How Will I Know if the Government Wants My Property?

And other eminent domain questions, answered

Eminent domain is a misunderstood area of the law—one where, if you’ve been alerted the government is interested in using your property, you’re absolutely going to want to reach out to an attorney about it. We spoke with Steven M. Silva, an eminent domain attorney at Blanchard Krasner & French in Reno, Nevada, about how a lawyer can help someone going through the process.

How will I know if the government is going to use eminent domain?

For inverse condemnation, you often do not know that the government is going to use eminent domain, because the government doesn’t think they’re using eminent domain. For a regulatory taking, you’ll receive notice of whatever the ordinary government action is, but usually a regulatory taking scenario is started by the landowner seeking to do something. So, the landowner is usually involved from the outset.

For direct condemnation, generally speaking, the government will notify you in a couple of different ways. Typically, they will notify you that you are under consideration for eminent domain through a letter in the mail. Very often government agencies, especially for direct condemnation matters like a road widening project, will hire right-of-way agents who will come knock on your door if they can't get a response from you—because the government doesn't usually want to go to eminent domain, the government wants to voluntarily buy the rights that it needs. It's just easier for everyone if you can reach an agreement. So, it's very common for governments to either have a right-of-way department that handles these things, or to contract out to a private right-of-way consulting company.

In Nevada, for example, we have a statute that says you cannot go through to eminent domain unless you've given a landowner at least either three days if by personal [notice], or 21 days by mail notice, that your public agency may adopt a resolution authorizing eminent domain. The statute specifies how that particular communication has to be served. But well before that kind of final announcement of intent to condemn, the property owner should have been contacted a couple of different times in a couple of different ways by the government based on the information that they have: They might call you if they know your phone number, they'll certainly start sending you mail to try to get a hold of you, and they may send somebody to knock on your door to see if there's anybody there that they can negotiate with and try to reach an agreement.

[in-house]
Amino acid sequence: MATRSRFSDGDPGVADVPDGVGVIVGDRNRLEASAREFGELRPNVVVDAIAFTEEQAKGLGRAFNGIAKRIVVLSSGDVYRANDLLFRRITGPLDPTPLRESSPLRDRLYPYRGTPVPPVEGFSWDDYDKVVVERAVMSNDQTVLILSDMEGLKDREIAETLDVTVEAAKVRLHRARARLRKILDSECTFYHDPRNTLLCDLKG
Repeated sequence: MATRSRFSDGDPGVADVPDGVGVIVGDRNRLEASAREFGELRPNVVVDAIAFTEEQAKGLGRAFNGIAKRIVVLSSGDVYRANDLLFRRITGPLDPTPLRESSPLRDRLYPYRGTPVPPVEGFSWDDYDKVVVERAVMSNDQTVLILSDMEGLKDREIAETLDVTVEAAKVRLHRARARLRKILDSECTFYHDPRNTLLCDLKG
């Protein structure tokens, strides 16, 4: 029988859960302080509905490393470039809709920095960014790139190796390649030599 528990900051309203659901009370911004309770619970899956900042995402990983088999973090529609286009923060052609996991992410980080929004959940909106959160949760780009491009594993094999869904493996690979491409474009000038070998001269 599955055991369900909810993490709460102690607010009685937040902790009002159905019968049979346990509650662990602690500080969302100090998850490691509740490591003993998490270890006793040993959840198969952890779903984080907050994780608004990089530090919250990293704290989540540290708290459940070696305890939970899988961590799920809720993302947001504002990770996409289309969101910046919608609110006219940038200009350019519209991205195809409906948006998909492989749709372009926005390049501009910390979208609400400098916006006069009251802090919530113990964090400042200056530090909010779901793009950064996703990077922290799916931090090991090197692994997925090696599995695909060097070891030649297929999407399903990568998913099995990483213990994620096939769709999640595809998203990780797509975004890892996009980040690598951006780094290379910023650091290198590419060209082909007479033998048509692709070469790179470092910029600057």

And what if someone doesn’t … agree?

Then they’ll likely condemn.

One of the misconceptions that people have is that the government tries to kind of ‘steal your land’ and that's generally not true. … In my experience, most government agencies do try to pay just compensation. Usually, the breakdown is simply the government disagrees with some of the hypothetical assumptions that go into determining highest and best use. It may be no surprise to you that most people think that their property is worth more than what it might be on the open market.